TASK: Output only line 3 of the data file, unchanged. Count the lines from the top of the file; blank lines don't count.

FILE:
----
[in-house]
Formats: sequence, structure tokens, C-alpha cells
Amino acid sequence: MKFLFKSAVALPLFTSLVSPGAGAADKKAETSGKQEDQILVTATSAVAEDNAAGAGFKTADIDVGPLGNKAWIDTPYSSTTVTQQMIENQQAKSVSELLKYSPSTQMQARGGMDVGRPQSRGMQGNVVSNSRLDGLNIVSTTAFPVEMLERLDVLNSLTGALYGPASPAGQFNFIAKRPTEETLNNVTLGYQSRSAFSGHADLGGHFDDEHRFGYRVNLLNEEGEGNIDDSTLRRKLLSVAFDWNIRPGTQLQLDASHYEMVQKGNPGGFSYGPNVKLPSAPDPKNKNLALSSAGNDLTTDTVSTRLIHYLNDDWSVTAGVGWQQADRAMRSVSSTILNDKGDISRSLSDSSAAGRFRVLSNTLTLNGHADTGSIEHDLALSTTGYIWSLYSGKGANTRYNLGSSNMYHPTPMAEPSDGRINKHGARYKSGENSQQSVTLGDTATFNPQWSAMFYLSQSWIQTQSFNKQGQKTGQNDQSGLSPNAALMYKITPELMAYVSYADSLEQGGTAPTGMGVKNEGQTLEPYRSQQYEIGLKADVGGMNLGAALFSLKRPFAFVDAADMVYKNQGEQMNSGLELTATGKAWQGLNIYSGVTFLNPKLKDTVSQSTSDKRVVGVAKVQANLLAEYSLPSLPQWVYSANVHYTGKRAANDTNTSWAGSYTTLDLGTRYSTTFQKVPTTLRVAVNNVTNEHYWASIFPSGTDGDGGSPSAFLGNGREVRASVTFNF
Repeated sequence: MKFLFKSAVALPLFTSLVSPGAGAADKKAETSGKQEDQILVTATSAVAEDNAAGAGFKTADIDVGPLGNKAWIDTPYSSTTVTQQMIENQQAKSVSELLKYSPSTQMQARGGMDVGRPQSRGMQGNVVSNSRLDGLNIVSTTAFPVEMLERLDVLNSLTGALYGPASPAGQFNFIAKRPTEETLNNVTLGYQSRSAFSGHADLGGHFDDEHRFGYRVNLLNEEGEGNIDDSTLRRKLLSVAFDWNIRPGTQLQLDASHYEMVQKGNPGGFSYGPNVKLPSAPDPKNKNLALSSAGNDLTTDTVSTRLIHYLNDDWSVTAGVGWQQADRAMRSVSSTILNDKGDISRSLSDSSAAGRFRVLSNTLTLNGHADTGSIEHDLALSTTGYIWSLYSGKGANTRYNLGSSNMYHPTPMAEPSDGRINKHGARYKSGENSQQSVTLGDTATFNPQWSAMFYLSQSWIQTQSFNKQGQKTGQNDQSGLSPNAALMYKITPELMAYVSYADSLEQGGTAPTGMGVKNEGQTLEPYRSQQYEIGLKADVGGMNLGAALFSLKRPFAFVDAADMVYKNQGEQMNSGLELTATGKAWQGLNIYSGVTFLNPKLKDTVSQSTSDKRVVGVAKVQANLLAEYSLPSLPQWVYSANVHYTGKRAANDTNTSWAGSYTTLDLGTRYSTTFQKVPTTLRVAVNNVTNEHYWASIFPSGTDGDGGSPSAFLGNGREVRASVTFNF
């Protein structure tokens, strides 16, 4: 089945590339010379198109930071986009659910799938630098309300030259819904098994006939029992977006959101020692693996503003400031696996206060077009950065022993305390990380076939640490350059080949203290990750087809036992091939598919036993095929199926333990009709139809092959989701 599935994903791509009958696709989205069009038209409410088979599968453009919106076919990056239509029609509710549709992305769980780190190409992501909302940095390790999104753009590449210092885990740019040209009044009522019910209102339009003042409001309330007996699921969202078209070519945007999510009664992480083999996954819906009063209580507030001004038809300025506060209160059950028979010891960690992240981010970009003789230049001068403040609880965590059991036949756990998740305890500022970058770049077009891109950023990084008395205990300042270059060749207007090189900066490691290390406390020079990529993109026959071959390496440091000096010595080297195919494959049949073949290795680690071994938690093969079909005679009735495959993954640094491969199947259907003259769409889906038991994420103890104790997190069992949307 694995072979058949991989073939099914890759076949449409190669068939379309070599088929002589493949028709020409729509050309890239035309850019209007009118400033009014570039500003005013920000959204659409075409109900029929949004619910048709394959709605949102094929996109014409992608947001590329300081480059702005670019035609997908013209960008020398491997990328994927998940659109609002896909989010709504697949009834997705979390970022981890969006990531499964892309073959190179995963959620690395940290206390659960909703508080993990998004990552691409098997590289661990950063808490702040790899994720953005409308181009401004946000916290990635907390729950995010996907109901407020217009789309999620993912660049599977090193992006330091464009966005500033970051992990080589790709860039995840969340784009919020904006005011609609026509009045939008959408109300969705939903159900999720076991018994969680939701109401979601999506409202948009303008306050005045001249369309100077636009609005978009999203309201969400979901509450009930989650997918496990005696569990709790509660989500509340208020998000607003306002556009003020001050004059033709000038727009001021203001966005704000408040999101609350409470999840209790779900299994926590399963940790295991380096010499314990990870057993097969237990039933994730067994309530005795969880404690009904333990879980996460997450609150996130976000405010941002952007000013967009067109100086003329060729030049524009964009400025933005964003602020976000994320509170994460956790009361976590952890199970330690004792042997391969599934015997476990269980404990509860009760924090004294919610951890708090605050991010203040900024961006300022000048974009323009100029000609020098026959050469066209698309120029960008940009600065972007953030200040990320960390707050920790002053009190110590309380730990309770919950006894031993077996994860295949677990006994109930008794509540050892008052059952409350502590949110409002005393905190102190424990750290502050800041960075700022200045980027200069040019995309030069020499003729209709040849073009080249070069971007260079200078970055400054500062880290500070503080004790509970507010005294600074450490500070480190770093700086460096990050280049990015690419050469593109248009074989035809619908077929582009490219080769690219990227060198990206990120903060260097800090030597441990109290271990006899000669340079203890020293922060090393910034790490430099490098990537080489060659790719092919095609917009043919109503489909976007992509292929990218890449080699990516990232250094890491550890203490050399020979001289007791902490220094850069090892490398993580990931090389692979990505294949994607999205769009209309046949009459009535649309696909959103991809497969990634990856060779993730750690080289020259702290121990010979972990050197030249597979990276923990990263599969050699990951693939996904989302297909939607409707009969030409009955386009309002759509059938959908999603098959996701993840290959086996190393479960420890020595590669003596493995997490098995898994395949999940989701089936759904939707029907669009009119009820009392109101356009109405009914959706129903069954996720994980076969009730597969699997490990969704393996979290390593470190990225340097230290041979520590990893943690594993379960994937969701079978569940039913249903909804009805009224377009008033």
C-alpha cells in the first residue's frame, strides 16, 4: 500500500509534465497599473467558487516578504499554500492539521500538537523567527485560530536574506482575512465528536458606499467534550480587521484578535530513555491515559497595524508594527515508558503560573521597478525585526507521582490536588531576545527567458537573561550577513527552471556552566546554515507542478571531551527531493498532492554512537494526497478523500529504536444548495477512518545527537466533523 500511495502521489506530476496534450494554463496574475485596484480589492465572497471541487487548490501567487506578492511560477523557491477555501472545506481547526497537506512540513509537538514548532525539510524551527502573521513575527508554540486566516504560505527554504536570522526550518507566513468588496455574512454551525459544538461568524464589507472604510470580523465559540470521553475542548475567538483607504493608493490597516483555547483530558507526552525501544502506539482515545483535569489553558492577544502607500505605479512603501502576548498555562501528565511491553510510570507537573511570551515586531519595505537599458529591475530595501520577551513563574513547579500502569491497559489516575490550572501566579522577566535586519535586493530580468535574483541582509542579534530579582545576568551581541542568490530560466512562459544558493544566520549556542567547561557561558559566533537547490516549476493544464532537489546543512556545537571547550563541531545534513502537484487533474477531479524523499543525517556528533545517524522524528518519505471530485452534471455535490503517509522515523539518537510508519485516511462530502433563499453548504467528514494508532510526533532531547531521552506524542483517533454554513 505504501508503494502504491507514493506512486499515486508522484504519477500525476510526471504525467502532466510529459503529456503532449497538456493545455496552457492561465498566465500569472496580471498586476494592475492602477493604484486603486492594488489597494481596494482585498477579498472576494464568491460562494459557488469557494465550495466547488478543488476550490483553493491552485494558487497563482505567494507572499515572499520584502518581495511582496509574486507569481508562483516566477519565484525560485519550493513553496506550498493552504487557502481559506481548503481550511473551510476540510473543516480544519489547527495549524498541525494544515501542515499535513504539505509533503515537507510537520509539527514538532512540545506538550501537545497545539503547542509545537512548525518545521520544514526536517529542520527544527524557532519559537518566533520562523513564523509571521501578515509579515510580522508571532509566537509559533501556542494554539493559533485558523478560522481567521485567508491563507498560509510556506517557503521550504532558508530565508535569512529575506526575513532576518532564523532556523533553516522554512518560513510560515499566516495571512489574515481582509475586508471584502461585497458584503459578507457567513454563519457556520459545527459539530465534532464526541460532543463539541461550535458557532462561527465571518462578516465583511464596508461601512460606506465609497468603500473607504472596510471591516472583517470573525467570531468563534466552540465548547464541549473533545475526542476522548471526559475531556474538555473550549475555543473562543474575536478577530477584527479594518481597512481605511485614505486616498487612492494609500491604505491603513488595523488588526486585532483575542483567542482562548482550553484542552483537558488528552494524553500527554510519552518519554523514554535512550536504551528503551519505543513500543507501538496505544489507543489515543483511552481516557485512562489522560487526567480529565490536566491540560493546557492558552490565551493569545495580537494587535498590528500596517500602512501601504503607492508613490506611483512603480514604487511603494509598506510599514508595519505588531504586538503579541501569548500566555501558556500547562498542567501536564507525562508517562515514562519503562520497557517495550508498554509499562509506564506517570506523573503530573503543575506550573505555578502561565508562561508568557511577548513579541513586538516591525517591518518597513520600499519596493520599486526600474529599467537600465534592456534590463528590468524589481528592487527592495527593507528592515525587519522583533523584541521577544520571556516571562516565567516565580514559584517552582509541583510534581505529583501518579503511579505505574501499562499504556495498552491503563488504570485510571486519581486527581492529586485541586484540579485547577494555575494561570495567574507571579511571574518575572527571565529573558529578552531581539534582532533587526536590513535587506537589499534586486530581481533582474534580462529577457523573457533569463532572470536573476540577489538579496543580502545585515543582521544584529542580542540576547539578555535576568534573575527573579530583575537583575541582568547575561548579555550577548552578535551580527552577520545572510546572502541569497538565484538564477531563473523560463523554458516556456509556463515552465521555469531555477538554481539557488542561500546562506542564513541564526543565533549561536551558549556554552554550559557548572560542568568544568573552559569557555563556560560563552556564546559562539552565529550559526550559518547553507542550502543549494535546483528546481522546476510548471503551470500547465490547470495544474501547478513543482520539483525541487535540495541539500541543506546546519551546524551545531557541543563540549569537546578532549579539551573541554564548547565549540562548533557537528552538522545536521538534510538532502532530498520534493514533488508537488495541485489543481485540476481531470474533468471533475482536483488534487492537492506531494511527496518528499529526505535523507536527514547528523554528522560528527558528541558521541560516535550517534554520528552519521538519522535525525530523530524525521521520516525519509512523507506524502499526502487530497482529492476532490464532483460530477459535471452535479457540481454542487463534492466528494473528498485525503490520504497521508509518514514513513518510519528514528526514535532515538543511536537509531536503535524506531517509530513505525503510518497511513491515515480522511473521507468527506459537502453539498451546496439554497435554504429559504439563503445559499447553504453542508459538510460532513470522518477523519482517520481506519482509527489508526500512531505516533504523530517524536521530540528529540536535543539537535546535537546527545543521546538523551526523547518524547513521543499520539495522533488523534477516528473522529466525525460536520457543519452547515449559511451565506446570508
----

Amino acid sequence: MKFLFKSAVALPLFTSLVSPGAGAADKKAETSGKQEDQILVTATSAVAEDNAAGAGFKTADIDVGPLGNKAWIDTPYSSTTVTQQMIENQQAKSVSELLKYSPSTQMQARGGMDVGRPQSRGMQGNVVSNSRLDGLNIVSTTAFPVEMLERLDVLNSLTGALYGPASPAGQFNFIAKRPTEETLNNVTLGYQSRSAFSGHADLGGHFDDEHRFGYRVNLLNEEGEGNIDDSTLRRKLLSVAFDWNIRPGTQLQLDASHYEMVQKGNPGGFSYGPNVKLPSAPDPKNKNLALSSAGNDLTTDTVSTRLIHYLNDDWSVTAGVGWQQADRAMRSVSSTILNDKGDISRSLSDSSAAGRFRVLSNTLTLNGHADTGSIEHDLALSTTGYIWSLYSGKGANTRYNLGSSNMYHPTPMAEPSDGRINKHGARYKSGENSQQSVTLGDTATFNPQWSAMFYLSQSWIQTQSFNKQGQKTGQNDQSGLSPNAALMYKITPELMAYVSYADSLEQGGTAPTGMGVKNEGQTLEPYRSQQYEIGLKADVGGMNLGAALFSLKRPFAFVDAADMVYKNQGEQMNSGLELTATGKAWQGLNIYSGVTFLNPKLKDTVSQSTSDKRVVGVAKVQANLLAEYSLPSLPQWVYSANVHYTGKRAANDTNTSWAGSYTTLDLGTRYSTTFQKVPTTLRVAVNNVTNEHYWASIFPSGTDGDGGSPSAFLGNGREVRASVTFNF